Yes, you could probably read a newspaper through its frayed fibers. And, sure, its edges are unraveling. But it’s the one I want when I dry my hair because it’s perfectly suited for what I need. I don’t want to balance a three-pound bath towel on my head while I put on makeup.

My dear husband does the bulk of our laundry. He puts  away the socks, the t-shirts and other assorted items that are washed with the towels. The cleaning rags he puts in a box on the shelf above the washer. The remaining towels are simply left in the laundry basket on top of the dryer. After all, it’s just as easy to grab them from there as it is to fold them and put them on a shelf.

So, I rifle through the basket in search of my ever-shrinking towel, and after a couple of minutes of fruitless digging it occurs to me. Check the rag box. There it is; my towel that’s not a rag.

This morning when I grabbed it from the rag box once again, I considered how different people see things differently, and value things differently. My towel has great value to me. It took hundreds of washings and dryings to reduce it to a manageable size. I see it as irreplaceable. My husband sees it as a rag.

It made quite an impression on me this morning, my rag of great value. I had just finished my quiet time when I grabbed it and headed for the shower. An internal battle brewed during my quiet time, as it has for weeks. I’m battling something I believe God is calling me to do, and my doubts as to whether or not I can do it. You see, I’m told I need a platform. I don’t have a platform.

I’m working on a book proposal. I’m learning to write a book proposal. I’m researching every facet, what it should contain and how it should be written. Some resources recommend a few optional sections, but most contain a half-dozen or so in common.

There’s the Overview. There’s the Market. There’s the Chapter Outline. Sample Chapters. The Author Bio. Then, there’s the Platform.

Oh, the Platform.

Here’s what my research has taught me about a Platform. It’s how many people I know, and who I know, and who will potentially buy the book I’m proposing. It’s a compilation of all the things I’ve done. My unique blog visitors. My website page views. My Facebook followers. How many articles I’ve written for major publications.

Well, guess what? I don’t know that many people, and I don’t know who will buy my proposed book. My unique blog visitors are few. The same goes for my website page views. Facebook followers: minimal. Articles I’ve written for major publications? Really?

I have no platform. I need a platform, and I need one now. The realization sent me into full-blown Platform building mode. That lasted less than a week before I realized it simply wasn’t going to happen. Besides, during that time I hadn’t written a single thing for God.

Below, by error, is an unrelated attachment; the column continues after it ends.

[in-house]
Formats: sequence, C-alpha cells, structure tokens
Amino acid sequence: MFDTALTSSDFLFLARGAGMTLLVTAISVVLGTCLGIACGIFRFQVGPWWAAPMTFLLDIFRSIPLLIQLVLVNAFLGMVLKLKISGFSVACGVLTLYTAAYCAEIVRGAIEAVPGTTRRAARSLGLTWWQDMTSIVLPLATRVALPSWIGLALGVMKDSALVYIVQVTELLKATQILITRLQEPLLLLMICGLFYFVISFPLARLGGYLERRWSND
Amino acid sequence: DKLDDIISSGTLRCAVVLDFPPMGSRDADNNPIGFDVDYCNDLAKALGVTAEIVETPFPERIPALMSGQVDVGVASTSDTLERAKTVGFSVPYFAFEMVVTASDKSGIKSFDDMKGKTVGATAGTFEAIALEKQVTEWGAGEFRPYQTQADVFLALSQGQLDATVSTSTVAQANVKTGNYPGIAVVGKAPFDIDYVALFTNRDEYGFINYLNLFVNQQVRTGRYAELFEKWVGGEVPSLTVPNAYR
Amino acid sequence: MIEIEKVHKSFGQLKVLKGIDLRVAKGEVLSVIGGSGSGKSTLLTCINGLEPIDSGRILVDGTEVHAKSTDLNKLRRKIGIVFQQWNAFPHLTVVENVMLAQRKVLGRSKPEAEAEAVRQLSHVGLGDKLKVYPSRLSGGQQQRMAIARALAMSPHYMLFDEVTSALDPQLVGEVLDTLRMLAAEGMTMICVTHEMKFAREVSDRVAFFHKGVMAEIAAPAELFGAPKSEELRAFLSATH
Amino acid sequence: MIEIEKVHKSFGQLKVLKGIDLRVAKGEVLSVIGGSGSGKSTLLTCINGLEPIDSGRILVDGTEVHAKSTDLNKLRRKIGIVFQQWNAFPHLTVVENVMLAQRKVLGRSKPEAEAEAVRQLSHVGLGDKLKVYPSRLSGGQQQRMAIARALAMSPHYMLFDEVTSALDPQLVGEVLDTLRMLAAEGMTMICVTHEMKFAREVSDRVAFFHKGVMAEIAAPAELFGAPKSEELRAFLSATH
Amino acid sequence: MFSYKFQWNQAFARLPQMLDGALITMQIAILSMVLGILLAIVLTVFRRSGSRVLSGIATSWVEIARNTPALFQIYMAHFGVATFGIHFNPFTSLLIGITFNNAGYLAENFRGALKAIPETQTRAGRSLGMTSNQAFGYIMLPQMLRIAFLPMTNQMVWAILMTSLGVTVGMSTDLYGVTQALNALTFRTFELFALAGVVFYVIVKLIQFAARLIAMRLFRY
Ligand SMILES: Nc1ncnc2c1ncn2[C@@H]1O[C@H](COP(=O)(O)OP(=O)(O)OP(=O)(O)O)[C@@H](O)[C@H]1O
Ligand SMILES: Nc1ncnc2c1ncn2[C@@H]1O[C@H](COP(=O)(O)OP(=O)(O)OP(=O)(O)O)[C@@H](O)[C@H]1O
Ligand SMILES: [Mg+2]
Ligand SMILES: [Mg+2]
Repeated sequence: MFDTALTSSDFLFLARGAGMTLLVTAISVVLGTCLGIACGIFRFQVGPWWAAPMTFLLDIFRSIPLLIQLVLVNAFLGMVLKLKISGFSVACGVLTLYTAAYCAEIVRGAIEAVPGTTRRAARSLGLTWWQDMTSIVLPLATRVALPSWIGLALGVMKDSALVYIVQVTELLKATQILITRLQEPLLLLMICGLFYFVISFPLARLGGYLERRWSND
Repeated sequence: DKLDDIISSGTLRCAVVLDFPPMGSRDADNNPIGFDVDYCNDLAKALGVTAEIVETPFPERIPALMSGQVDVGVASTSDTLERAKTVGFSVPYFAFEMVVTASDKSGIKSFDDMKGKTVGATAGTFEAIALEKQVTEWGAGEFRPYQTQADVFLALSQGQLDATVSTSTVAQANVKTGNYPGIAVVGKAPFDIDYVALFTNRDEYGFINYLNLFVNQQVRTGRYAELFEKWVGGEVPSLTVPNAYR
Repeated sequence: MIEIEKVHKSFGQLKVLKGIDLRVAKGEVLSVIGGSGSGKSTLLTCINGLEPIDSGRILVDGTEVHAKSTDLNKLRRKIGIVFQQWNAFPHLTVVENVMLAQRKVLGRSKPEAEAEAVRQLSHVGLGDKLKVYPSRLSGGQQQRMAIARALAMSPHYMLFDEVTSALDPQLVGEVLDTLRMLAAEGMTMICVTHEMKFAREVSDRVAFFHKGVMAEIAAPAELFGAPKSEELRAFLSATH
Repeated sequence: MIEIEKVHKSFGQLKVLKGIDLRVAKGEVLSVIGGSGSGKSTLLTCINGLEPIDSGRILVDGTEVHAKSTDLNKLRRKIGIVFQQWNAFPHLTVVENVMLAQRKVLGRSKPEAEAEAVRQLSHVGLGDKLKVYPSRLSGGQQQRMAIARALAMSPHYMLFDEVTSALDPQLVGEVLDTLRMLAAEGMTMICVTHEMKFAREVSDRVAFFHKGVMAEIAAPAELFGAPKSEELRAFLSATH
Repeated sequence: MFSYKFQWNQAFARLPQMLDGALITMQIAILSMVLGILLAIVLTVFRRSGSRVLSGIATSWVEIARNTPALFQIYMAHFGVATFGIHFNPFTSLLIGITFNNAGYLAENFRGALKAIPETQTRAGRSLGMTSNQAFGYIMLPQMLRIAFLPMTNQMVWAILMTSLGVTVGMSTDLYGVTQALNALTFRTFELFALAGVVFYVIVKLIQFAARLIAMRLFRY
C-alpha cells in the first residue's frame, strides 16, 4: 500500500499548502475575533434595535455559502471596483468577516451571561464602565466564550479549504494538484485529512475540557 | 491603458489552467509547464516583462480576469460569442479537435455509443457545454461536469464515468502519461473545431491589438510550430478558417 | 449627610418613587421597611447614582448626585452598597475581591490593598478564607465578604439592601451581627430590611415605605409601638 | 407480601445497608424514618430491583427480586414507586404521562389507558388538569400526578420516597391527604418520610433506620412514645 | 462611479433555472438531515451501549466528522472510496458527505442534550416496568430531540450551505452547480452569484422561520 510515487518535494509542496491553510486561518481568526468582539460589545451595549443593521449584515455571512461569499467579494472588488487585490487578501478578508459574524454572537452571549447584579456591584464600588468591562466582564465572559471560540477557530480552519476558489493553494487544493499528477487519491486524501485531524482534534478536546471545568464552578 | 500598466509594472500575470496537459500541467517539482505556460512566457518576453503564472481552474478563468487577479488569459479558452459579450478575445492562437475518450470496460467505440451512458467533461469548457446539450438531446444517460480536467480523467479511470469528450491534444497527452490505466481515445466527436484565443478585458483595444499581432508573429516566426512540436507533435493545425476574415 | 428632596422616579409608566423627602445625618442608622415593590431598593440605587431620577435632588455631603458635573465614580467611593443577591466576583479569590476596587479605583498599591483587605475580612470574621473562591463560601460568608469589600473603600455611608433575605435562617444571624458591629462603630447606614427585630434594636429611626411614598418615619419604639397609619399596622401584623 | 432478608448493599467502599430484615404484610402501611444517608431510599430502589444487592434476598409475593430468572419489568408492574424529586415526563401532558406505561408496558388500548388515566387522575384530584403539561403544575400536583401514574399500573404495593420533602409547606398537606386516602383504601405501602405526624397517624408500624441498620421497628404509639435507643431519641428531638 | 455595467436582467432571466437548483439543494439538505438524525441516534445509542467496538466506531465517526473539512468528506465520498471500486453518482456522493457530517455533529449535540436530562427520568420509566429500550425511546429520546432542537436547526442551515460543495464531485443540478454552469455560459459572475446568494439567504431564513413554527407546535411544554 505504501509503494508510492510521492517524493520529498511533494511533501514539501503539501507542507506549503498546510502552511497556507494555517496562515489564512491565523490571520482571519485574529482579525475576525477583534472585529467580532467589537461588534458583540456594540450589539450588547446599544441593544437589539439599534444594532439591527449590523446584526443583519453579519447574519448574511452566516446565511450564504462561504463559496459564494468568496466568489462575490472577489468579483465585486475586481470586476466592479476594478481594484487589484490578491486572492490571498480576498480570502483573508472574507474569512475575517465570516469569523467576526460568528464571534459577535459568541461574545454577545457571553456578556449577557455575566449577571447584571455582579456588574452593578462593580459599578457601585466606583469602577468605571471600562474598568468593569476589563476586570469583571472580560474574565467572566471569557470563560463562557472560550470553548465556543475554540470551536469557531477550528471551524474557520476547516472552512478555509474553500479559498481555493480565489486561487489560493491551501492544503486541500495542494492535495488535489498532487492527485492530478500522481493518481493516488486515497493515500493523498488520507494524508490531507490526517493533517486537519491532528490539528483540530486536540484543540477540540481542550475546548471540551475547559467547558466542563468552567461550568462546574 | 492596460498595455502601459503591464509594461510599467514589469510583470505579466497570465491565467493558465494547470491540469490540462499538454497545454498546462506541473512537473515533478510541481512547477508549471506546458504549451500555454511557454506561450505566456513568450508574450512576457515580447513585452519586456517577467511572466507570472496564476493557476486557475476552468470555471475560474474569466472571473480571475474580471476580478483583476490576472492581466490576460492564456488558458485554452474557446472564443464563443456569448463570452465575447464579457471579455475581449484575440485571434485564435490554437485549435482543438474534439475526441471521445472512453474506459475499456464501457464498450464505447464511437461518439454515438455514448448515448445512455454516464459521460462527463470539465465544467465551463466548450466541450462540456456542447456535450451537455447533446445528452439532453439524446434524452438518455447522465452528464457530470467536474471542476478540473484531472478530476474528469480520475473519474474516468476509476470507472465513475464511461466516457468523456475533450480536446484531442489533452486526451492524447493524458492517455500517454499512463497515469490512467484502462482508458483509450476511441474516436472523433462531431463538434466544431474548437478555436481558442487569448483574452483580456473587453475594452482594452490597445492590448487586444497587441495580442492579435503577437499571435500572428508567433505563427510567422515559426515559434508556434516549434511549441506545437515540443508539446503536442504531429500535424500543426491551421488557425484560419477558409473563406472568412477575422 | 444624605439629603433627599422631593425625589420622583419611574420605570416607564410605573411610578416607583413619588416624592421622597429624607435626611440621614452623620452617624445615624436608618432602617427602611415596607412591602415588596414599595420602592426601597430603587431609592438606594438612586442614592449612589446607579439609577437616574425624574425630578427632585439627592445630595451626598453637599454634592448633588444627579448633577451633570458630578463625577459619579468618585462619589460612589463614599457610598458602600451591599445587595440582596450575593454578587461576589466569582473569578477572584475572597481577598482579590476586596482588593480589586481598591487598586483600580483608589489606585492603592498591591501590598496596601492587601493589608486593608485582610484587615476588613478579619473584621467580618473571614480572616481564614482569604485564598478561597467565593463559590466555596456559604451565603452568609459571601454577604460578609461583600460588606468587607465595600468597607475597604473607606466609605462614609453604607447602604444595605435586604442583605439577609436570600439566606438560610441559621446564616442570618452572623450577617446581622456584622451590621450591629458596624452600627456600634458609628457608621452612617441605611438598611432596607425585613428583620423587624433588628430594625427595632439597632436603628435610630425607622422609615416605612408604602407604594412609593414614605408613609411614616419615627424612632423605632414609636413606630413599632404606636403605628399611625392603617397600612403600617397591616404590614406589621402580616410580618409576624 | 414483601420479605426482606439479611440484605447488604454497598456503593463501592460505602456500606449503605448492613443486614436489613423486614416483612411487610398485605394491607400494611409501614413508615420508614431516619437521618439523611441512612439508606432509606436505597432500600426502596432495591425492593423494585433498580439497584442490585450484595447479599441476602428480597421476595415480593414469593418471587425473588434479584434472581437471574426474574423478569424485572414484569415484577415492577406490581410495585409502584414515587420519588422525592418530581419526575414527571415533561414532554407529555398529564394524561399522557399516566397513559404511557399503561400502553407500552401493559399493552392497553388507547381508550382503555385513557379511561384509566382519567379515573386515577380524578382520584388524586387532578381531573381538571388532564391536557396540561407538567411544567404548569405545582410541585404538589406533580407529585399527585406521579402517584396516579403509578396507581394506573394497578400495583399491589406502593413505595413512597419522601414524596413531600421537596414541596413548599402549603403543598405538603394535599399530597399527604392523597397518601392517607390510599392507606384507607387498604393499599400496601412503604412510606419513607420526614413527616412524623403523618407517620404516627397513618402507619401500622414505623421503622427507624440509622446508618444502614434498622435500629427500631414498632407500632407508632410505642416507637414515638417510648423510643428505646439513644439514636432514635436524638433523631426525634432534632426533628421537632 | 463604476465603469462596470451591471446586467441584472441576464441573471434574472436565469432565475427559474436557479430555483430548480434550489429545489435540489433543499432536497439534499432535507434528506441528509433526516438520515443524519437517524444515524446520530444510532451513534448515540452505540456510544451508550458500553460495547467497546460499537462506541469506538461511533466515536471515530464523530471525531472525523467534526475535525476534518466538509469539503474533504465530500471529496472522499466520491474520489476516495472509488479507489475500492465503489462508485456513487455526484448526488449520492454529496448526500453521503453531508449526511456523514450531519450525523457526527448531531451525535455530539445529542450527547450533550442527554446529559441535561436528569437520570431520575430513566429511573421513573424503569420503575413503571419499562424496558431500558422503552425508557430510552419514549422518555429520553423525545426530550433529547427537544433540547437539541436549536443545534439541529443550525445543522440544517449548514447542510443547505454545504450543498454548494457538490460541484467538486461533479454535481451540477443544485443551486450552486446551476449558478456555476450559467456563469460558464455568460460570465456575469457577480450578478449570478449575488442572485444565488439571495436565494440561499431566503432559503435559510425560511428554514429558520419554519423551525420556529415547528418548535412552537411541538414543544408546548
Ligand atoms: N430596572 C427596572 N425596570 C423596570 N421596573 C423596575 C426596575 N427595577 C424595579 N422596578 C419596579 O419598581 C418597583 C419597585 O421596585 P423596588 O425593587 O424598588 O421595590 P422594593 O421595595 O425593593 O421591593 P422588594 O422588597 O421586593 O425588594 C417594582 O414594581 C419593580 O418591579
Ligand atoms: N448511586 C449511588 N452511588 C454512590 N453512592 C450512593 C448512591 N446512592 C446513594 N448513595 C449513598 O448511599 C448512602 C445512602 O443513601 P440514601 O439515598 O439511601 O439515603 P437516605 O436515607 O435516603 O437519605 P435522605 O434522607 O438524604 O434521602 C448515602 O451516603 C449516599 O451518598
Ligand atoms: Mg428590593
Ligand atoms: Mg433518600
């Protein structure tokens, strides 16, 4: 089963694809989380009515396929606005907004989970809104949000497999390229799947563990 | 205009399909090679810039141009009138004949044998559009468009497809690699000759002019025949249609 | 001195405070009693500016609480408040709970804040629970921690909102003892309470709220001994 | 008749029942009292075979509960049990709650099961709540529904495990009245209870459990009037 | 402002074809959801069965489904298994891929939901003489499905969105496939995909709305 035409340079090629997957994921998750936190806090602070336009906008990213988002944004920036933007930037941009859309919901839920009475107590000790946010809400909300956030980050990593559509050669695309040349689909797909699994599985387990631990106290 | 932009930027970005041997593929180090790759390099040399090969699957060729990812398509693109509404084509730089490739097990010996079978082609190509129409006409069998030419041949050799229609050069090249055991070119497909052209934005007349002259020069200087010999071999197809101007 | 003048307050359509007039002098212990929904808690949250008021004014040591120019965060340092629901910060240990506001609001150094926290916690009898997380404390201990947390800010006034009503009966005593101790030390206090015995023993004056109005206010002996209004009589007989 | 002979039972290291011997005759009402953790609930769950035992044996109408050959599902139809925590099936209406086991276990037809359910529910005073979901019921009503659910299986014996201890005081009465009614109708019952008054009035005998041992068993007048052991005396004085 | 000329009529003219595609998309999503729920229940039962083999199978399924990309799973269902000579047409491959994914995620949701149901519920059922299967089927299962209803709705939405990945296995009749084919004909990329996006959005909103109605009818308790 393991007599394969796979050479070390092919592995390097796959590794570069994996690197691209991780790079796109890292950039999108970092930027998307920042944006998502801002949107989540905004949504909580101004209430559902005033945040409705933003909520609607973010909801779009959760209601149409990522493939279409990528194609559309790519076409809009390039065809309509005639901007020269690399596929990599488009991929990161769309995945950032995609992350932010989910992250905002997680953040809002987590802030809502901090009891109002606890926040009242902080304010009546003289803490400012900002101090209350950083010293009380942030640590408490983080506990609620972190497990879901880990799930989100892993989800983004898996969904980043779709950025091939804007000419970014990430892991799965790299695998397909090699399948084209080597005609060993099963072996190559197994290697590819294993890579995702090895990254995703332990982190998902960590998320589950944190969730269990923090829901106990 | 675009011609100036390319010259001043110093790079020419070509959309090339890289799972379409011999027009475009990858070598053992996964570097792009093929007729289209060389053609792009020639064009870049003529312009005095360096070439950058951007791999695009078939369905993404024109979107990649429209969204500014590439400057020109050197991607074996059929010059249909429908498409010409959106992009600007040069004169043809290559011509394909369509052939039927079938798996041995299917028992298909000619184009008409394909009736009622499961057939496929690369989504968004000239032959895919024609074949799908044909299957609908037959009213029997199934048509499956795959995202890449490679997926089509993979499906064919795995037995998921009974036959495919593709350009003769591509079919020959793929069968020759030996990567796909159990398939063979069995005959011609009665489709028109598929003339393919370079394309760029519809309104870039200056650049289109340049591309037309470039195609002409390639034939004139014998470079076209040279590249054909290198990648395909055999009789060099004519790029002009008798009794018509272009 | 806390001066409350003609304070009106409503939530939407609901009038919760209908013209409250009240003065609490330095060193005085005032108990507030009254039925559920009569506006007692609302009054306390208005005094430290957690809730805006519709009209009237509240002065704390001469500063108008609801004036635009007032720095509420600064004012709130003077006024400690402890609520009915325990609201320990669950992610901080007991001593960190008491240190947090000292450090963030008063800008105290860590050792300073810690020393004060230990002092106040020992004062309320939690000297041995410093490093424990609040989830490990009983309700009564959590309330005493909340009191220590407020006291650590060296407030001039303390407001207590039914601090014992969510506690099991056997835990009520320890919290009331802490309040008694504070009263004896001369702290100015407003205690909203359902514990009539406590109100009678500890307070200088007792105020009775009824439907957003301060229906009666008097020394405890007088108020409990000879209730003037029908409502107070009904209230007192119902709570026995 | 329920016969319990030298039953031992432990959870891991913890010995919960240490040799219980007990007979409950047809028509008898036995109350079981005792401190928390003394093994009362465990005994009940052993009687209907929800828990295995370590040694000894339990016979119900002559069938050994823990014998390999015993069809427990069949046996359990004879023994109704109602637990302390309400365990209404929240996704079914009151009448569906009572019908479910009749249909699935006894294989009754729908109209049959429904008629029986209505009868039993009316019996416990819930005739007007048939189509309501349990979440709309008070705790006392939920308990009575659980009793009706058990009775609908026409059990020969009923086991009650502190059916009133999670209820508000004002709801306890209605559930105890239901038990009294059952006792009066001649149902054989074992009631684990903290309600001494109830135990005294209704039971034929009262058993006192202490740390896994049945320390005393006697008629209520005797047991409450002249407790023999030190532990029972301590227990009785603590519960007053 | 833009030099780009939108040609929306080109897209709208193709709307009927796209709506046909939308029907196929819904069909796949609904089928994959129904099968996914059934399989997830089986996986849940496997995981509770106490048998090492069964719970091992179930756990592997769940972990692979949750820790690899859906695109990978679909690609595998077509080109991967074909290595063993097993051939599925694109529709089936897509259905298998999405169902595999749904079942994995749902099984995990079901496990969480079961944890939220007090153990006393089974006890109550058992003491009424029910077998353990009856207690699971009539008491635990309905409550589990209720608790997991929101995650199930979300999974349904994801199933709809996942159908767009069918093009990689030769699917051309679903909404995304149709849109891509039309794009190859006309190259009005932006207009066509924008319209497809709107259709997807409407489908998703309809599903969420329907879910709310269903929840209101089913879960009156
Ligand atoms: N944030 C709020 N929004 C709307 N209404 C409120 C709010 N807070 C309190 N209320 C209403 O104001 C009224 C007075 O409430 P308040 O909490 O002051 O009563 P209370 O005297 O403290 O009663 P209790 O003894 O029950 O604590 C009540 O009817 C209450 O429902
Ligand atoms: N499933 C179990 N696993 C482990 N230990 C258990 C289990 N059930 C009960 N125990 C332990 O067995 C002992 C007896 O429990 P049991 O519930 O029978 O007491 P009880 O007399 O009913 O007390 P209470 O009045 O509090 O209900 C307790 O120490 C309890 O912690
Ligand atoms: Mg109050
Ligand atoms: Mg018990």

It had all been about me. And my Platform. God gave me that full-blown realization when He led me to a particular Bible verse, for the second time in a matter of days.

forsaken first love Revelation 2.19 NIV

The love I had at first. My love for writing the words God gives me to write. My love for God Himself. I had put it all aside to set myself up on a platform, because I saw myself as insufficient. I saw myself as a rag.

This morning God showed me the value in rags.

God has chosen what is insignificant and despised in the world — what is viewed as nothing — to bring to nothing what is viewed as something. (1 Corinthians 1:28, HCSB)

I’m not a three-pound, fluffed up, designer bath towel. That’s not what He requires for the job He’s given me. He requires one who’s been through the wringer a couple hundred times. He requires one who’s been tumbled upside-down in scorching heat, only to be left bone dry. He requires one with some transparency. And He finds those qualities irreplaceable.

All He requires of me is to do the thing He has called me to do, and it’s not Platform building. He’ll do that. He’s the Carpenter.

What did you expect?

kudzu bloomWith her carefully chosen flowers spread in colorful waves across the counter, she handed me her payment and declared, “I’ll kill every single one of these.” My question of “why?” must have conveyed itself through my bewildered expression, because I didn’t even have to ask before she offered her reasoning for the odd statement. “Because I’ve killed every plant I’ve ever tried to grow. I even killed Kudzu once.”

This early spring afternoon, as I breathed in the promises held in a fresh season, I was reminded that it simply isn’t our nature to be hopeful.